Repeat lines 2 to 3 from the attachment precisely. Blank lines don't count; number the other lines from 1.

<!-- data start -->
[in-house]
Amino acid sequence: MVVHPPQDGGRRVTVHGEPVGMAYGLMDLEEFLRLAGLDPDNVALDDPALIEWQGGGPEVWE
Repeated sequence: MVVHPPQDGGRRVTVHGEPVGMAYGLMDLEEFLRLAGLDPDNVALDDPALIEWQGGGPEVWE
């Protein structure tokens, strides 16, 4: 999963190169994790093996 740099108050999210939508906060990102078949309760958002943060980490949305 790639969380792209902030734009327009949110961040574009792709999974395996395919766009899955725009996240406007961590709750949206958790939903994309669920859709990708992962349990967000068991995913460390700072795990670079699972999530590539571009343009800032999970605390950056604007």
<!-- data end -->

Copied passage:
Amino acid sequence: MVVHPPQDGGRRVTVHGEPVGMAYGLMDLEEFLRLAGLDPDNVALDDPALIEWQGGGPEVWE
Repeated sequence: MVVHPPQDGGRRVTVHGEPVGMAYGLMDLEEFLRLAGLDPDNVALDDPALIEWQGGGPEVWE